The plasma proteome identifies expected and novel proteins correlated with micronutrient status in undernourished nepalese children1-3

Robert N. Cole, Ingo Ruczinski, Kerry Schulze, Parul Christian, Shelley Herbrich, Lee Wu, Lauren R. DeVine, Robert N. O'Meally, Sudeep Shrestha, Tatiana N. Boronina, James D. Yager, John Groopman, Keith P. West

Research output: Contribution to journalArticle

Abstract

Micronutrient deficiencies are common in undernourished societies yet remain inadequately assessed due to the complexity and costs of existing assays. A plasma proteomics-based approach holds promise in quantifying multiple nutrient:protein associations that reflect biological function and nutritional status. To validate this concept, in plasma samples of a cohort of 500 6- to 8-y-old Nepalese children, we estimated cross-sectional correlations between vitamins A (retinol), D (25-hydroxyvitamin D), and E (a-tocopherol), copper, and selenium, measured by conventional assays, and relative abundance of their major plasmabound proteins, measured by quantitative proteomics using 8-plex iTRAQ mass tags. The prevalence of low-to-deficient status was 8.8% (<0.70 μmol/L) for retinol, 19.2% (<50 nmol/L) for 25-hydroxyvitamin D, 17.6% (<9.3 μmol/L) for a-tocopherol, 0% (<10 mmol/L) for copper, and 13.6% (<0.6 μmol/L) for selenium.We identified 4705 proteins, 982 in >50 children. Employing a linear mixed effectsmodel, we observed the following correlations: retinol:retinol-binding protein 4 (r = 0.88), 25-hydroxyvitamin D:vitamin D-binding protein (r = 0.58), α-tocopherol:apolipoprotein C-III (r = 0.64), copper:ceruloplasmin (r = 0.65), and selenium: selenoprotein P isoform 1 (r = 0.79) (all P < 0.0001), passing a false discovery rate threshold of 1% (based on P value-derived q values). Individual proteins explained 34-77% (R2) of variation in their respective nutrient concentration. Adding second proteins to models raised R2 to 48-79%, demonstrating a potential to explain additional variation in nutrient concentration by this strategy. Plasma proteomics can identify and quantify protein biomarkers of micronutrient status in undernourished children. The maternalmicronutrient supplementation trial, fromwhich data were derived as a follow-up activity,was registered at clinicaltrials. gov as NCT00115271. 2013.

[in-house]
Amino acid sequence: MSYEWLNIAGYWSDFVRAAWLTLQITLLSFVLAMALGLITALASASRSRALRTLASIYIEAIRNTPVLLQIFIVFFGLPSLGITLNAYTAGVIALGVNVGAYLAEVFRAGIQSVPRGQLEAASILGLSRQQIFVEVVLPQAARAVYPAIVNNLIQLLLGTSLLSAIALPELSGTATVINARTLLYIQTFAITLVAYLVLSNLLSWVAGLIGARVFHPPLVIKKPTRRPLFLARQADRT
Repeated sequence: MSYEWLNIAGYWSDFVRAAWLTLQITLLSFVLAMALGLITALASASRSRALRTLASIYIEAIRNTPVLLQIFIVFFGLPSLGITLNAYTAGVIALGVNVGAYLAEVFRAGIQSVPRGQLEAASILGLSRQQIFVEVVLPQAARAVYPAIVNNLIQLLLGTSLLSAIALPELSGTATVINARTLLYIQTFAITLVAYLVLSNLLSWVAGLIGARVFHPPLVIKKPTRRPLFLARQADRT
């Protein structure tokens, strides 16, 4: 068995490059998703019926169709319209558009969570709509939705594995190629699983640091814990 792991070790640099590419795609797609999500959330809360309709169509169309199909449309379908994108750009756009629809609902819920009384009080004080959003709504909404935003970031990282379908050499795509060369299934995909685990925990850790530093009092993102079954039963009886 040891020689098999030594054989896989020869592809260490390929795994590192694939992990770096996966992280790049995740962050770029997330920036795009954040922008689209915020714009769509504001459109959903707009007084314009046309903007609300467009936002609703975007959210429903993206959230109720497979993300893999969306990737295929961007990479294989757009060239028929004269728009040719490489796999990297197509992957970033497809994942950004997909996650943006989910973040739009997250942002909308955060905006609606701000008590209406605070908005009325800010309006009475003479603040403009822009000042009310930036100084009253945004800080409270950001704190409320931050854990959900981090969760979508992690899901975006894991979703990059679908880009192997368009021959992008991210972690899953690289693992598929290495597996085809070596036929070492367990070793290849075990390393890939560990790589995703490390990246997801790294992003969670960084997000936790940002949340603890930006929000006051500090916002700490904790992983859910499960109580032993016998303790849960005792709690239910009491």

Original languageEnglish (US)
Pages (from-to)1540-1548
Number of pages9
JournalJournal of Nutrition
Volume143
Issue number10
DOIs
StatePublished - Oct 22 2013

ASJC Scopus subject areas

  • Medicine (miscellaneous)
  • Nutrition and Dietetics

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